Innovative Ideas for Predictable Success
      Volume 1, Issue 3

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  Customer Spotlight
Spotlight Moving to the Next Level in Verification Productivity and Predictability
Simon Lacroix, hardware developer, Ross Video, discusses how his team enhanced verification productivity and predictability, and greatly improved project timelines, by switching from a C environment to become first-time users of Synopsys’ VCS Native Testbench (NTB) and the Verification Methodology Manual (VMM) for SystemVerilog.

Video production equipment provider Ross Video successfully combined Synopsys’ VCS Native Testbench (NTB) and the Verification Methodology Manual (VMM) for SystemVerilog to dramatically improve both productivity and predictability when verifying their latest FPGA design.

System Context
Targeting a Xilinx Virtex FPGA, the design implements a next-generation high-definition TV Warp processor that performs realtime 3D video effects. The complete system design includes multiple high speed DSPs and a control microprocessor to perform complex video processing for a new product within Ross Video’s Synergy MD Series of multi-definition production switchers. The DSPs and multiple FPGAs interact at high speed with a DDR memory buffer to create the video warp transformation.


Key Challenges: Time-to-Market and Verification Predictability
The Ross Video team was motivated to use a new verification methodology for the design in order to reduce time-to-market, and improve verification predictability. Previously, the company had used hand-generated directed tests with C and C++ models of video-processing algorithms. This approach verified the video data path well, but it didn’t provide sufficiently high coverage of control logic, resulting in many functional failures in the lab that were difficult to probe and debug. Each test took about half a day for development, with about 15 tests developed initially.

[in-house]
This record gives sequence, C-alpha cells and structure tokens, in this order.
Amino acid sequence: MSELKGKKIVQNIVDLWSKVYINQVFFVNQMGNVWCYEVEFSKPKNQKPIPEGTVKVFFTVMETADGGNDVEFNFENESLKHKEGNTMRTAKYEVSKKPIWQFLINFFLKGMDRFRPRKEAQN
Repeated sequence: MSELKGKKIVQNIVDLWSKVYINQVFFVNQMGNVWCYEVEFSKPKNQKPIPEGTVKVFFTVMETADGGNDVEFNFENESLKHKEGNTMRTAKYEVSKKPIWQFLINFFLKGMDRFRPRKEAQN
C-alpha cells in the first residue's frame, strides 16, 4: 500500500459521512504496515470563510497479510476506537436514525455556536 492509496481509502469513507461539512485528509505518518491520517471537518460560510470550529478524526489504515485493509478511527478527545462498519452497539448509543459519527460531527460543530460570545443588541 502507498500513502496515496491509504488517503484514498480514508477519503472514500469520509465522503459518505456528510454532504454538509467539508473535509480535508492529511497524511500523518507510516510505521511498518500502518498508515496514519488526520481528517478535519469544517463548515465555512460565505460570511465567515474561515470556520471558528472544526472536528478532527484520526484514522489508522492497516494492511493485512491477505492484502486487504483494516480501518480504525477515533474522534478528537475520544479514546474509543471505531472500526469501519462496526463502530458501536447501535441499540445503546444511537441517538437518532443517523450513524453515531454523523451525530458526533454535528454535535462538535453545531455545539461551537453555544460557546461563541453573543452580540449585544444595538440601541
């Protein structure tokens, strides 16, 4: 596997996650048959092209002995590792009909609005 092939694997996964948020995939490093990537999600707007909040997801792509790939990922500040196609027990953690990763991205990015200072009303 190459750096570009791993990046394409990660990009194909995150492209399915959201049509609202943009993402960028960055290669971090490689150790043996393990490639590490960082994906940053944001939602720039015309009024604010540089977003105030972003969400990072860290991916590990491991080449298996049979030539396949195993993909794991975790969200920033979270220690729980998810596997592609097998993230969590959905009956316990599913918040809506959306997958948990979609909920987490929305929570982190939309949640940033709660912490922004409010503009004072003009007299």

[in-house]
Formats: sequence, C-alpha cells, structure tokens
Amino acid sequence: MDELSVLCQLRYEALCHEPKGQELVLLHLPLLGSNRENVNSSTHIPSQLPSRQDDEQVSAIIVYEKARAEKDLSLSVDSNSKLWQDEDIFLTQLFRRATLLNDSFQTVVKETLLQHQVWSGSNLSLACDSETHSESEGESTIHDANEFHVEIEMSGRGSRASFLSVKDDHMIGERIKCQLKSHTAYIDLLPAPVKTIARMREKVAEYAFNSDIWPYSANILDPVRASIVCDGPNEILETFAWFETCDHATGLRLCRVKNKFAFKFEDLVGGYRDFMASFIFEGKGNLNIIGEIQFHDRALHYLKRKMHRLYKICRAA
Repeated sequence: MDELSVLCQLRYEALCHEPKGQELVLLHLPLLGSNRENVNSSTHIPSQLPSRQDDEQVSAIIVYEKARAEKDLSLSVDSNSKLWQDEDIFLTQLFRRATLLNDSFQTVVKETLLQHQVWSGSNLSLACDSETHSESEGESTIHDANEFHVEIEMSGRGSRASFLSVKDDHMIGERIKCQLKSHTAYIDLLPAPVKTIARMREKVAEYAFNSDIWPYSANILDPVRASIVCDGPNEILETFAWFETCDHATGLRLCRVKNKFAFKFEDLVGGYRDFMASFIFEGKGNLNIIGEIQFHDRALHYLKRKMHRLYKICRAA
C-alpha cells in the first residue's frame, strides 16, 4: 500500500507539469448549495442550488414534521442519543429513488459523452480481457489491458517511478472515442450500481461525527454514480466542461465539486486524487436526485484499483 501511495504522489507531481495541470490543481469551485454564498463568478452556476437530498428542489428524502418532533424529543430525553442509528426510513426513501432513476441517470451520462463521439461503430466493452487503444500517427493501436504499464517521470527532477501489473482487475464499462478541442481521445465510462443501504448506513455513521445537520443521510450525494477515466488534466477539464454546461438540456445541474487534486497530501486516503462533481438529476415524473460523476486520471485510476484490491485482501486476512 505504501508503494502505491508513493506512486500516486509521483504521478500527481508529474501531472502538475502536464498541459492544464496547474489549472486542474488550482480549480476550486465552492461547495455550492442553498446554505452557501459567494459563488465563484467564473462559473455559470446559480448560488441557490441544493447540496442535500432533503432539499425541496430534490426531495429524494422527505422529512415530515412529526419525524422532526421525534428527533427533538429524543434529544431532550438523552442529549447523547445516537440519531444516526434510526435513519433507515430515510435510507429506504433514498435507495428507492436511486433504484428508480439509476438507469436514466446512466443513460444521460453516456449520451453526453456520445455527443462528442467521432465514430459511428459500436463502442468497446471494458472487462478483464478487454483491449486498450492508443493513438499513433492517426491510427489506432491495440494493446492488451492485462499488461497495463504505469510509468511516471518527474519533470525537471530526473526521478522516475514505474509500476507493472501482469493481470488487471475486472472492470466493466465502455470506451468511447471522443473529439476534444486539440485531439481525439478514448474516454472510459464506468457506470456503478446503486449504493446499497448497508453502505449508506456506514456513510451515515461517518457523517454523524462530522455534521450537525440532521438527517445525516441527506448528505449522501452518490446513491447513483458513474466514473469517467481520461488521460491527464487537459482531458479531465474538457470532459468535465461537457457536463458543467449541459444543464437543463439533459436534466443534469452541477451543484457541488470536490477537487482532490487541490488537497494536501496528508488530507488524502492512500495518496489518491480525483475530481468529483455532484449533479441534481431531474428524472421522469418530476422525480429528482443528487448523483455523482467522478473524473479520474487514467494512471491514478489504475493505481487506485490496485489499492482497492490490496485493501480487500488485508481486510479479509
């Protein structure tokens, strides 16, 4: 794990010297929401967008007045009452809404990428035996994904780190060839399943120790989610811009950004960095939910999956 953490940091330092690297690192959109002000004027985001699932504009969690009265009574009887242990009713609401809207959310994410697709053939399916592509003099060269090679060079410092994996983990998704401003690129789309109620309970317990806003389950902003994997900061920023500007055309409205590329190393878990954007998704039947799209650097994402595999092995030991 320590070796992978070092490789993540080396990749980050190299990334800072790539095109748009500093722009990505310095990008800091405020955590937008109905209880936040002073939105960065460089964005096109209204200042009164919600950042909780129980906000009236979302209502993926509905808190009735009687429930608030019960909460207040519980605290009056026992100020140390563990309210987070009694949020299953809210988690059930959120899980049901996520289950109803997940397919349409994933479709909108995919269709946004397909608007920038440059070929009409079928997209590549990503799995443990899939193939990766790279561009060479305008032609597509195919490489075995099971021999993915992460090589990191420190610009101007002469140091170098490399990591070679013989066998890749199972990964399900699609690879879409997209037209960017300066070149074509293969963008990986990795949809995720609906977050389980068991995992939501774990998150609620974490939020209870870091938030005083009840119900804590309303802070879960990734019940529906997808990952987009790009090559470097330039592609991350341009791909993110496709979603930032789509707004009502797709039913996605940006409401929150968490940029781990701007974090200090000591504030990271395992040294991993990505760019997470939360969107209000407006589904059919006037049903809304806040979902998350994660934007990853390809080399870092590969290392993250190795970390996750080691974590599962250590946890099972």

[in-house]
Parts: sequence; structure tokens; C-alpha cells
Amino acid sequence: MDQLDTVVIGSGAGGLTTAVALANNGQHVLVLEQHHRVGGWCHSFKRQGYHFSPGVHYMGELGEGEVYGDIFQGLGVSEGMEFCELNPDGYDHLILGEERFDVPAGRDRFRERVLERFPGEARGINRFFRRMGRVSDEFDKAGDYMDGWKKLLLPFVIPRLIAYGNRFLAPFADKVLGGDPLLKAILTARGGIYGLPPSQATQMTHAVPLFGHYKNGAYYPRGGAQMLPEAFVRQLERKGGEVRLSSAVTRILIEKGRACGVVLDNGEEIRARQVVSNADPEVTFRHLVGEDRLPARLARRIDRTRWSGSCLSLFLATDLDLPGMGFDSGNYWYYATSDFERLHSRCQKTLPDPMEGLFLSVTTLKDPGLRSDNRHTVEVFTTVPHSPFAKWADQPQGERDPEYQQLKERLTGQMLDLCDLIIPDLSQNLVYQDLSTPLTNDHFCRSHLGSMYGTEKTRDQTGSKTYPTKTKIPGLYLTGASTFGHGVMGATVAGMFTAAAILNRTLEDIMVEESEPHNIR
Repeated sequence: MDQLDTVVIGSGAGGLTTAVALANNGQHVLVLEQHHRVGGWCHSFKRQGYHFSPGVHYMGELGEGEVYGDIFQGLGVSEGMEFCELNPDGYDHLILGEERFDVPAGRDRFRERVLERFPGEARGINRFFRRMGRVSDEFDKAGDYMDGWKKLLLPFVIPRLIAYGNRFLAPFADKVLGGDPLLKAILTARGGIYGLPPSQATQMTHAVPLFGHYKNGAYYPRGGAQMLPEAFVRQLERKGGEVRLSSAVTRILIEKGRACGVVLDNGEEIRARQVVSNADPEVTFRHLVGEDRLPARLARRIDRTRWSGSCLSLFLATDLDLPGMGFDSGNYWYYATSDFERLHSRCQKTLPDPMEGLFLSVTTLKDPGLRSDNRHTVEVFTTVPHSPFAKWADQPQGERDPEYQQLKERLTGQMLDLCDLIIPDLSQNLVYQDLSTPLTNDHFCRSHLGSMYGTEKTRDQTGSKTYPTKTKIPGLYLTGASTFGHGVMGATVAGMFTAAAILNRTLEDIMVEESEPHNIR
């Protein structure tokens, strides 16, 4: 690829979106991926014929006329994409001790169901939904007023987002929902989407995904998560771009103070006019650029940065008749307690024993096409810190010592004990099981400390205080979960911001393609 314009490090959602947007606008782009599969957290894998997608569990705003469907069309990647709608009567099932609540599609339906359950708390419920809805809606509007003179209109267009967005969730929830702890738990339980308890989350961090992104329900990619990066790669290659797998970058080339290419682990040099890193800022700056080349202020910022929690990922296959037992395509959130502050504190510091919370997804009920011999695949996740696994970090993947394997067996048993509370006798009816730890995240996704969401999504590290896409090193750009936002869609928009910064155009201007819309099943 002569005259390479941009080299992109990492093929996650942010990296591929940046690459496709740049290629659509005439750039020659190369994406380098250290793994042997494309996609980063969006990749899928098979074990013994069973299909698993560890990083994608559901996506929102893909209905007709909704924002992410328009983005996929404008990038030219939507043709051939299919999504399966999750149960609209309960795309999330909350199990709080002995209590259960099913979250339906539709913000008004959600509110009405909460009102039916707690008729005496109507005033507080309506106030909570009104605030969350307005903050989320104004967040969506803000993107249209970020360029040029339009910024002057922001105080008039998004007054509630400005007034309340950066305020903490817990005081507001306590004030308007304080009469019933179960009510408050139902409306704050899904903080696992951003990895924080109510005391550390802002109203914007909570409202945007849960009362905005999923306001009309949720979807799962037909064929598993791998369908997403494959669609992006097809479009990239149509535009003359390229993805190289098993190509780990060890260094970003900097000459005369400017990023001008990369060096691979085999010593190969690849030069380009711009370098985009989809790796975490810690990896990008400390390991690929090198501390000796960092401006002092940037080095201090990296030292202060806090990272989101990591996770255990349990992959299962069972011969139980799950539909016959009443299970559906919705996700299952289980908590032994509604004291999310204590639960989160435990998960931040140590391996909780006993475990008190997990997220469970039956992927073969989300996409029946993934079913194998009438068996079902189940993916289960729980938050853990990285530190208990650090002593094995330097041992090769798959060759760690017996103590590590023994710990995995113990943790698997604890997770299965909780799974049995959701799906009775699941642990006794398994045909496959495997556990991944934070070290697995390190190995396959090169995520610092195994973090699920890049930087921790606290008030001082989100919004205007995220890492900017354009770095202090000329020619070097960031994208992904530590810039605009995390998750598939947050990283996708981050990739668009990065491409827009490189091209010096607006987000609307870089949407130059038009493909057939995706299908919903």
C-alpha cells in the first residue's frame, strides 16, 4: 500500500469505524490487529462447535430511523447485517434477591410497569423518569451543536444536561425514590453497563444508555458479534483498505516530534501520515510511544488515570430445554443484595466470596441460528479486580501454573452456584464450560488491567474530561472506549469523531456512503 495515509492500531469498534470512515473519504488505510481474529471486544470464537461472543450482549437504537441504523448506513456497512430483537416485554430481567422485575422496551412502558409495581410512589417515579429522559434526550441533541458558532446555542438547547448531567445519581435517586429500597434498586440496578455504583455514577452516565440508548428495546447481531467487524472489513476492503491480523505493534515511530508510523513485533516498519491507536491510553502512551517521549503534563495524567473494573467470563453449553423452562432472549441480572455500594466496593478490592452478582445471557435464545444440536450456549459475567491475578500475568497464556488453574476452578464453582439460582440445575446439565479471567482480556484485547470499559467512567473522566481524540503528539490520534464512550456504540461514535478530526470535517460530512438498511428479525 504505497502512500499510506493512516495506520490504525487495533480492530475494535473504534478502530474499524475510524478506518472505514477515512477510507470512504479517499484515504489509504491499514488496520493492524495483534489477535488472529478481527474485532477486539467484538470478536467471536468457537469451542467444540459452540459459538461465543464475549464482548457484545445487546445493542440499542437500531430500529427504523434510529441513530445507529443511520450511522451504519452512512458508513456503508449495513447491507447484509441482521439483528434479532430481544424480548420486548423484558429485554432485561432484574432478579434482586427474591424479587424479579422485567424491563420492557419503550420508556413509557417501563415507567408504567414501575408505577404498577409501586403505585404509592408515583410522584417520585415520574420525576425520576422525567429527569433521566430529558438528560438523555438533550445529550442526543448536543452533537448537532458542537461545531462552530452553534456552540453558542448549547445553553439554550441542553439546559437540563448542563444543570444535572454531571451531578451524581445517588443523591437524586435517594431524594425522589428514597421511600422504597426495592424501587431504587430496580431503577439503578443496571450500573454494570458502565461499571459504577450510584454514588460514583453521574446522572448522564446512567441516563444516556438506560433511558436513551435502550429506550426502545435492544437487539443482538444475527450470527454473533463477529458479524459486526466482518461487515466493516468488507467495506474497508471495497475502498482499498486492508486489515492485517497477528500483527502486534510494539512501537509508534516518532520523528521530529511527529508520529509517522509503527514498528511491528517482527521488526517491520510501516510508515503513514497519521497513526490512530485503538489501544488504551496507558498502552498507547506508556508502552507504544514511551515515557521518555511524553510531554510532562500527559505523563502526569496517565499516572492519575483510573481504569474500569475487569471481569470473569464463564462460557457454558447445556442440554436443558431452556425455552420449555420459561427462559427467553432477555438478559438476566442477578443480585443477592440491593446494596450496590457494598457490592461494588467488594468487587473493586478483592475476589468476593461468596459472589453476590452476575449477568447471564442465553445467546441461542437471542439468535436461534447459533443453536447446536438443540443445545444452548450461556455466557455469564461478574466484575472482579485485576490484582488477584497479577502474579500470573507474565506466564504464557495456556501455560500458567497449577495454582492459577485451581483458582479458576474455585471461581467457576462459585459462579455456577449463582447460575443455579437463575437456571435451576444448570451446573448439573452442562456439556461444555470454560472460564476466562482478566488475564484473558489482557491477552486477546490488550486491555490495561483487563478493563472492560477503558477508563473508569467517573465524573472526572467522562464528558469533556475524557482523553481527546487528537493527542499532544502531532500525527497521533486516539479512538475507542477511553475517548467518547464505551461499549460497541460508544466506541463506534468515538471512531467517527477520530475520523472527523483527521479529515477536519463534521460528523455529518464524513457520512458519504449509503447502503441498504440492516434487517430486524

Additional time was required to diagnose lab failures. RTL bugs were routinely found during lab testing, after which a register dump of the FPGA was fed back into the simulator for diagnosis. Bug detection, diagnosis and process retesting would typically take between one and three days. On occasion, up to 40 such iterations were needed, so the whole process could take up to four months to complete. The iterative nature of this lab-based diagnosis process greatly reduced the predictability of verification schedules.

Constrained-Random Verification
The Warp MD design included significantly more complex control logic than previous designs, presenting both new challenges and new opportunities to the verification team. “For the Warp MD project, we needed a new verification methodology to handle the increased complexity of the design,” said Ross Video’s Simon Lacroix, the hardware developer who managed both design and verification on the project.

Although Lacroix’s team had not used constrained-random verification previously, they had studied the approach and knew that it promised to be the ideal way to address the verification issues presented by the Warp MD design. “I became convinced that this was the right approach,” said Lacroix. “Unlike in previous video processing designs that were more datapath intensive, this new chip was designed primarily for data transport using proprietary protocols, and it was more suitable for constrained-random tests.”

Ross Video worked with both asynchronous and synchronous interfaces on each DSP: a processor interface and a gigabit interface. “Since we had so many entities interacting with the FPGA through many interfaces, it was really helpful to make use of constrained-random verification in order to cover as much access sequence and interaction as possible without having to write a lot of tests,” Lacroix commented. “In the end, it saved a significant amount of time.”

A New Approach